Shaping the way ahead: regulation and the culture of saving
Workplace Thought Leadership Team | August 14, 2018
Time flies when you’re helping your employees save for the future – it’s been nearly six years since auto-enrolment has been introduced. Since then, nearly 10 million people have auto-enrolled – with 84% of eligible employees overall participating.
So, the introduction of auto-enrolment was a success. But it was also exactly that: an introduction. The next stage, contribution phasing, is designed to get people saving more and more, and begins in April 2019, when the total minimum contribution will increase again by law, from 5% to 8%.
Will 8% be enough?
There’s still work to be done. According industry experts, 15% of salary – including employee and employer contributions – is what we should be aiming for. But how do we reach that: is the answer more regulation, or a focus on engagement? In other words, what’s the way ahead in shaping future thinking of workplace pensions – and how can regulation and engagement work side by side?
Regulation can help build a more inclusive culture
At the end of last year, the DWP published its Automatic Enrolment review 2017 report. This set out proposals to improve the way auto-enrolment works and build a stronger, more inclusive savings culture for future generations. The Government wants to implement these changes by the mid 2020s.
In the meantime, both phases of the auto-enrolment minimum contribution increases will be coming into effect.
These are the Automatic Enrolment review 2017 report’s recommendations:
- Removal of the lower contribution earnings threshold.
Removing the lower limit will mean that minimum contributions will be calculated on the first pound of earnings (rather than from the lower earnings limit, currently set at £6,032). The upper cap will remain. So, your employees would benefit from increased pension contributions – and for those with several jobs, the lower earnings limit will no longer apply to each.
- Auto enrolment to be extended to those aged between 18 and 21
As an employer, you will have to automatically enrol employees from age 18 instead of age 22. In fact, the PPI modelling in the report shows that an 18 year old earning a median salary has a better chance of achieving a higher pension pot if they start saving immediately at 18 with no lower earnings limit. So, the benefit is that your staff will build up a bigger pension pot by saving for longer. And although there’s an increase in costs, it will be simpler for you when assessing eligibility.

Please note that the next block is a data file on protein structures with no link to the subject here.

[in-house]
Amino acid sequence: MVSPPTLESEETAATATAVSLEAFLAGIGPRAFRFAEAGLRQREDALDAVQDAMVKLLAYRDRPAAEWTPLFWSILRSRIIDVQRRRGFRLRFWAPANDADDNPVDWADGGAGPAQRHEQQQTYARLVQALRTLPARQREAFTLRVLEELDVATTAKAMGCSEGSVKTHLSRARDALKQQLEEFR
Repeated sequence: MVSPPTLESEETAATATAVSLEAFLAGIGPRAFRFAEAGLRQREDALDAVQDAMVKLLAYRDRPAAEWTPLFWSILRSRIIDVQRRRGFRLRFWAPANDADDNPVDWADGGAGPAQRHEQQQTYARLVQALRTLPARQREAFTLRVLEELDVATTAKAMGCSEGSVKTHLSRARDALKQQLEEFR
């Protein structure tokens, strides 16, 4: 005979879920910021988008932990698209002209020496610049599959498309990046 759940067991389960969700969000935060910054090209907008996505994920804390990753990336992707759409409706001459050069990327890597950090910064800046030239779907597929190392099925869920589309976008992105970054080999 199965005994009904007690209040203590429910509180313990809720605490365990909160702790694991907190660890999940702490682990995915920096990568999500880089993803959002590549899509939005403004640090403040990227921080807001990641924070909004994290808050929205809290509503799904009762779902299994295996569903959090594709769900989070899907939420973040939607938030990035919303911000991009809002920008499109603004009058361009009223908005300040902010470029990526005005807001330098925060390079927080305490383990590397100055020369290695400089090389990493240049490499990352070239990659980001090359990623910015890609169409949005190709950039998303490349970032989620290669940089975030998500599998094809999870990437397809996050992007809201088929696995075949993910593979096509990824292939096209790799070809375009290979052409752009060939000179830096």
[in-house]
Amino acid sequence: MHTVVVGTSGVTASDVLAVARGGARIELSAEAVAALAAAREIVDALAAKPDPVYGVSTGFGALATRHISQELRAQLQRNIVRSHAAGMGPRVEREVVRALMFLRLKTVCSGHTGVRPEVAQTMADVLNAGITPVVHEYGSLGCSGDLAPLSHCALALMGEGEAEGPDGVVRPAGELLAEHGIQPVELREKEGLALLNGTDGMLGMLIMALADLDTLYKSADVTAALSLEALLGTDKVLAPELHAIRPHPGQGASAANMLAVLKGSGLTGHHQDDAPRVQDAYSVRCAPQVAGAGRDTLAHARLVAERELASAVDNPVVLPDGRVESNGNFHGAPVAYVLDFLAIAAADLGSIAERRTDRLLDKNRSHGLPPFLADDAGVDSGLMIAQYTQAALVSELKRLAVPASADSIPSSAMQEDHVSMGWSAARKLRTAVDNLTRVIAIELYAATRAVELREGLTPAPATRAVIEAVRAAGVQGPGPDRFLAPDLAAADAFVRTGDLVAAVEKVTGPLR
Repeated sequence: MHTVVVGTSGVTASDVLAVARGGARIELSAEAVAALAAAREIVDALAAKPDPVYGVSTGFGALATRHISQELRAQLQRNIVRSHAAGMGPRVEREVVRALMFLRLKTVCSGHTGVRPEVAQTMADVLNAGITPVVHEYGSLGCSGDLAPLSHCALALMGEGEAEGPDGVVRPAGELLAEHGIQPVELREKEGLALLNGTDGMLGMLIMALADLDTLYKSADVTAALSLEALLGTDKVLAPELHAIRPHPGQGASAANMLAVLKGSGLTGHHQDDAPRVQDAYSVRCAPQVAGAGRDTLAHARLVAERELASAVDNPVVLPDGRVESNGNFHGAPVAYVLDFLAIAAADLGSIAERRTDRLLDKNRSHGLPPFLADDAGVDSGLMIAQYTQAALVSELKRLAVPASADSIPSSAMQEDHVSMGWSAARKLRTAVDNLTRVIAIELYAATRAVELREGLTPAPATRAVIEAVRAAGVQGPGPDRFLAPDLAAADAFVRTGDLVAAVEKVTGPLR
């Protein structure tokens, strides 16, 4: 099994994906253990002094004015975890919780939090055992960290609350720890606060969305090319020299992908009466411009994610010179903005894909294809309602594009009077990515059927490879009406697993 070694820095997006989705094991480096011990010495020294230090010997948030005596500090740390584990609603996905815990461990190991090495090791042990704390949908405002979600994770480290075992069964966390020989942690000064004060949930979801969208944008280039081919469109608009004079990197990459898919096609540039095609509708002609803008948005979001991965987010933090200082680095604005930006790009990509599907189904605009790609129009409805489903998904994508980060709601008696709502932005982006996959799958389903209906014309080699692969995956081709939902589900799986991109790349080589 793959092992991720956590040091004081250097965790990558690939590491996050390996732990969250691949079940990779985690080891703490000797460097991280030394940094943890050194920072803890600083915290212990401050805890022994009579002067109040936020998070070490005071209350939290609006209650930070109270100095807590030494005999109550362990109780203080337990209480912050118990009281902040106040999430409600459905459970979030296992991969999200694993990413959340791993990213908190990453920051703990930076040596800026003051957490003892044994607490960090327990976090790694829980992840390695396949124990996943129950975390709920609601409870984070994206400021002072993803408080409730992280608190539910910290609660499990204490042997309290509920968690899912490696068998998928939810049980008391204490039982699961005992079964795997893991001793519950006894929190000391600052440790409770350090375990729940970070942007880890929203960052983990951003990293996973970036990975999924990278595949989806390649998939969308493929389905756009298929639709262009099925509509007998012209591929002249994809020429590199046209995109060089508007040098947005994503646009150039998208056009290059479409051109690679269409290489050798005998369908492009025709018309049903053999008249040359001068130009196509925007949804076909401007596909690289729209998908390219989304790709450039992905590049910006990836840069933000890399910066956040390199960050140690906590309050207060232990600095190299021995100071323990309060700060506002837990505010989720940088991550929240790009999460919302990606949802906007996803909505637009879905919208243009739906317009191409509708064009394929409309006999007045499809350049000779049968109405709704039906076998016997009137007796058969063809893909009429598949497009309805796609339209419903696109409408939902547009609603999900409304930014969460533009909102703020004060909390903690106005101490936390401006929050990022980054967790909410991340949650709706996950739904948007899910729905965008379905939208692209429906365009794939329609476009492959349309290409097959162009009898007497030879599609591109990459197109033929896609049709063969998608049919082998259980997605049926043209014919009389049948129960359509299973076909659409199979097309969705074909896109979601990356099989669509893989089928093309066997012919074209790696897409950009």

- Trials of approaches to increase savings of the self-employed
Most self-employed people are under-saving for their retirement, but it’s unlikely one solution will work for them all. The review recognised that in the absence of an employer, simply extending auto-enrolment to this population wouldn’t work. Instead, the Government will trial a number of other suggested models during the course of 2018.
The best way forward: combining regulation with employee engagement interventions
So, regulation is a good catalyst for change. But studies also show that with imposed contribution rates, employees see themselves as having little personal control. Many employees will also believe that the auto-enrolment minimum contributions are the savings level recommended by the Government for a comfortable retirement and they will feel less motivated to voluntarily increase their retirement savings levels above these minimums.
So what’s the way forward?
For your employee’s to be engaged enough to see the value of saving for retirement and to help them understand that the auto-enrolment minimum contribution rates will not be enough for them to achieve their retirement goals, legislative changes have to be combined with financial education and good communications. This means encouraging positive employee interaction with their pension savings. Because although auto-enrolment has increased participation, it hasn’t necessarily increased engagement.
Download the full article to discover the potential impact of the upcoming regulatory changes. And find out more about the importance of employee engagement in our next blog.
The views expressed in this blog should not be regarded as financial advice. The value of investments can go up and down and may be worth less than was invested. This is provided for general information only.